In alchemy the egg is also the sealed hermetic vase in which the Great Work is consummated. In some myths the god is born from an egg. We can wonder how it is that the sorcerer has the egg to give to the girls. Perhaps he has something of the mother; she was missing at the beginning of the tale. I think of how in the symptoms of our neurosis, or the compulsive working of our autonomous complex, there is hidden that which we must realize.
We can feel trapped or in prison when caught in a projection, while if one has a constant alertness to the Self one is no longer caught. We see in the tale that the sorcerer is very repetitive, always out for the next girl.
One can view the activity of the sorcerer and the dismembered bodies as the workings of an addiction, or animus possession of the autonomous complex. We see this in the repetition that brings death and no memory. The heroine breaks the cycle. She puts the egg somewhere safe rather than carrying it with her, and she enters the forbidden room. Mother Trudy is a witch. The girl enters the forbidden chamber house and asks Mother Trudy about what she has seen as she came in, whereupon Trudy changes the girl into a block of wood and throws it into the fire.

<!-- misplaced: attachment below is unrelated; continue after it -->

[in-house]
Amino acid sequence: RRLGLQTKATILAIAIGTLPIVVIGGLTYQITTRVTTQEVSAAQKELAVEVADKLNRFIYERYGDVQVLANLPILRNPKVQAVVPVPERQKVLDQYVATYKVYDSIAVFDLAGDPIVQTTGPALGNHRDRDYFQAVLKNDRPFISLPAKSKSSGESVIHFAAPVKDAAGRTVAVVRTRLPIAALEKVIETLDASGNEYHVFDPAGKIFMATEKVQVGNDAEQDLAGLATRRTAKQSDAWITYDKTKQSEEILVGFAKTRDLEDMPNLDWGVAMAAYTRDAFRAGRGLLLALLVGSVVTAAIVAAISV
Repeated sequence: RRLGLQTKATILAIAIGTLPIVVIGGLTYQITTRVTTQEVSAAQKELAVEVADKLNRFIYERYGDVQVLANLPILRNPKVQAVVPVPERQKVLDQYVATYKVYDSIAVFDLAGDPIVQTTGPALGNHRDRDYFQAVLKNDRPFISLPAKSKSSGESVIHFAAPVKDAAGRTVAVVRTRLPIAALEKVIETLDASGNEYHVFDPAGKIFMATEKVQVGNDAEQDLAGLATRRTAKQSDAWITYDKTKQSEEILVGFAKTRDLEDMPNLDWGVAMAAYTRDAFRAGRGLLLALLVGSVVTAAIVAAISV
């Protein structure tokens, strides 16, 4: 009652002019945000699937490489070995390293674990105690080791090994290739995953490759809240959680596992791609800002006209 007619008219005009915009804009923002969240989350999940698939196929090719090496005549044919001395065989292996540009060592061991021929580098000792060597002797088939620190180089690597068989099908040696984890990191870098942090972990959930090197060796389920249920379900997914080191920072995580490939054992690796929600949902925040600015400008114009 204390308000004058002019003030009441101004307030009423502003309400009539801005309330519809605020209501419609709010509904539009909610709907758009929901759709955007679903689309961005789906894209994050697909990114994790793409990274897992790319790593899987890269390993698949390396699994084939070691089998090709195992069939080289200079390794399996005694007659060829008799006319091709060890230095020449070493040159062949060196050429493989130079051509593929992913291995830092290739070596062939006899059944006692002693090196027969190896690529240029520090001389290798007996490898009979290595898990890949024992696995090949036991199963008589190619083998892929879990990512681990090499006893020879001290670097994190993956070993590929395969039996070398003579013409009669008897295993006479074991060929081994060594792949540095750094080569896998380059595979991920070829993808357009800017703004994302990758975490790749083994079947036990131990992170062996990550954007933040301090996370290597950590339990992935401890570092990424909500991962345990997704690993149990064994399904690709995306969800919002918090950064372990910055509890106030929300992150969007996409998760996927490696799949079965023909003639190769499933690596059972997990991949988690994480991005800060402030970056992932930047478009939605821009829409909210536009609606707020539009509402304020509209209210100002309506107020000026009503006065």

In this case, disobedience was not a good idea. We could imagine that the girl is too young, too undeveloped to act on her curiosity successfully. She still needs her parents to make distinctions for her. This is certain death. The girl abdicates her animus functioning to the witch.
Animus and Anima in Fairy Tales